The most recent development in the ‘rod’-based bursting field has been the introduction of the small footprint burster. Aimed at the smaller diameter pipeline market, these units can operate from very small start pits if not from existing manhole. They tend to utilise very strong compacted steel cable instead of pulling rods to apply the bursting force and can be used for both pipe bursting and splitting techniques.
Pipe Eating and Pipe Reaming
Both of these technologies have developed from other existing trenchless techniques.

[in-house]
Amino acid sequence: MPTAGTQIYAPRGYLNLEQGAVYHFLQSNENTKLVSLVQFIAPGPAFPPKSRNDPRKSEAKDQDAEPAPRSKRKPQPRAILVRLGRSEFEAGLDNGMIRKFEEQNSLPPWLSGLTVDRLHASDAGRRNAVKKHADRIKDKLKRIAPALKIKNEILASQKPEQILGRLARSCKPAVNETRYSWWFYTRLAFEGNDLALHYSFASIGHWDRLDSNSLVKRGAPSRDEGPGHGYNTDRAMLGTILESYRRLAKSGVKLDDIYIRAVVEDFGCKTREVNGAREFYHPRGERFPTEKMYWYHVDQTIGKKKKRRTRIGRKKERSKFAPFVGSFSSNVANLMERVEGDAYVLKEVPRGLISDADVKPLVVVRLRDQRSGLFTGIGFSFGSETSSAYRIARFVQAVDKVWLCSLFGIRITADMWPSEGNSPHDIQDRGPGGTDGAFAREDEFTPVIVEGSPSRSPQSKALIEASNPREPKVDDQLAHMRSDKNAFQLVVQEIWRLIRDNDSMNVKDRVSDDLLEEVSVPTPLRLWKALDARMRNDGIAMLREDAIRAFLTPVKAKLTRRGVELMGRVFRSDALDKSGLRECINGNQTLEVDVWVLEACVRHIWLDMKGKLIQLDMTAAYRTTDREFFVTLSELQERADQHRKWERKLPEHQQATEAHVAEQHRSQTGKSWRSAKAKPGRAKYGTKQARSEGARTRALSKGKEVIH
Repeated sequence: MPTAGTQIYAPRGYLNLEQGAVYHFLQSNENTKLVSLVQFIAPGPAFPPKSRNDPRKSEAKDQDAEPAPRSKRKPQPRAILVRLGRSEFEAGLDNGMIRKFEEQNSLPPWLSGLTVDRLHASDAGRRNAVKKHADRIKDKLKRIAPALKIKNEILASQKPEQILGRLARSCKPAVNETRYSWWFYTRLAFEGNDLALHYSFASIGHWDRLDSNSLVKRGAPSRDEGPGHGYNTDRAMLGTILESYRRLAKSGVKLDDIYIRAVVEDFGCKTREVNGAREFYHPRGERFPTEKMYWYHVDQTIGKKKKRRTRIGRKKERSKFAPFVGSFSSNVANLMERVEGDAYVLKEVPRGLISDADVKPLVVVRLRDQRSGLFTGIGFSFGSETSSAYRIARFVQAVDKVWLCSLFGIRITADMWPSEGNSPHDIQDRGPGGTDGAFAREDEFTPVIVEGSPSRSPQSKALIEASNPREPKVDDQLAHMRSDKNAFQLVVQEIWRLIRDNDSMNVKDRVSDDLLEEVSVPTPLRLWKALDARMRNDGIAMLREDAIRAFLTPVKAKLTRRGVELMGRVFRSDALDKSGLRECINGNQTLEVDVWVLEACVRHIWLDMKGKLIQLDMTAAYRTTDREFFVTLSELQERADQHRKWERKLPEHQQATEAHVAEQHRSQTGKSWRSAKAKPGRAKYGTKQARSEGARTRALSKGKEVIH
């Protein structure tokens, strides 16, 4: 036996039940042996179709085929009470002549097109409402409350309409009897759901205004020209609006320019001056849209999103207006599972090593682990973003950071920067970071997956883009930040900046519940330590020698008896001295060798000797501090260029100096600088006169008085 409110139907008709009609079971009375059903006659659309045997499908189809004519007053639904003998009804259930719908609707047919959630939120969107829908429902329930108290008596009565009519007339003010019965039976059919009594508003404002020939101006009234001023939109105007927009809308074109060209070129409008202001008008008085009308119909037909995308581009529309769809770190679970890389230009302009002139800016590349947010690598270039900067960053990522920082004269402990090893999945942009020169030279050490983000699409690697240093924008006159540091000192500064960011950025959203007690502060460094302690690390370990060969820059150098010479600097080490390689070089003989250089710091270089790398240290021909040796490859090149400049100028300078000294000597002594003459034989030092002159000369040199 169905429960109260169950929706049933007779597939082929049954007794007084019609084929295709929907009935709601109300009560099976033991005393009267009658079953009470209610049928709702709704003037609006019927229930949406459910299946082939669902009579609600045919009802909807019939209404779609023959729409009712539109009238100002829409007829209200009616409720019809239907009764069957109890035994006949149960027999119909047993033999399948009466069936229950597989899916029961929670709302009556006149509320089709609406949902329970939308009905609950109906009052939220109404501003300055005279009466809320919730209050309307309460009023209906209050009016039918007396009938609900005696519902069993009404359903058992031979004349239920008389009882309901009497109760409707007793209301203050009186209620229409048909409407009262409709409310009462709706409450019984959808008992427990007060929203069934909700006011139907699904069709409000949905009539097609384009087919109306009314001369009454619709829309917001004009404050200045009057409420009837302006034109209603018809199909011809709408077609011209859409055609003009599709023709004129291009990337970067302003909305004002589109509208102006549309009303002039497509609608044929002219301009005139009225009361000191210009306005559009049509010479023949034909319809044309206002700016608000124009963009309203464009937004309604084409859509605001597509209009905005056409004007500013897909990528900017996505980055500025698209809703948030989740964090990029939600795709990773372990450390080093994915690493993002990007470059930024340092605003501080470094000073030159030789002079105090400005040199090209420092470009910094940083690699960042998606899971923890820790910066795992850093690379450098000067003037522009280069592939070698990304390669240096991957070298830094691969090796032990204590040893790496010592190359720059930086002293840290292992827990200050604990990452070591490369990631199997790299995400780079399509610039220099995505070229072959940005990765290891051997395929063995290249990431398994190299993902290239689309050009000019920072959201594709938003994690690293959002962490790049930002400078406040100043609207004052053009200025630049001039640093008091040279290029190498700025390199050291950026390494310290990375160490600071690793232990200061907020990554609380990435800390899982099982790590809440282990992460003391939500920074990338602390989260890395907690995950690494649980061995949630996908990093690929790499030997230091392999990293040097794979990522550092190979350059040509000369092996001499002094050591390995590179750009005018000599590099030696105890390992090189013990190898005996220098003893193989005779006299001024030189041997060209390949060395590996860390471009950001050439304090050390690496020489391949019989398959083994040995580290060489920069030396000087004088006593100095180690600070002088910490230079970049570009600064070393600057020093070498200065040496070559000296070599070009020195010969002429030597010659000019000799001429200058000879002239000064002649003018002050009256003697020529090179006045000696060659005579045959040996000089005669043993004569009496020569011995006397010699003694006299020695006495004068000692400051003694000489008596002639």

Pipe Eating is an expansion of the capabilities of the microtunnelling unit. The cutterhead of a microtunneller can be designed to handle and cut a variety of materials including hard materials like concrete and clayware pipe. By special adaptation, a microtunneller can be used to excavate the existing pipeline along its route prodcing the pipe remains as part of the standard spoil material. The new pipe is jacked into position in the usual way behind the microtunnelling shield. The advatages of this system are that the whole of the old pipe material is removed from the ground and the line and level of the new pipe can be accurately controlled.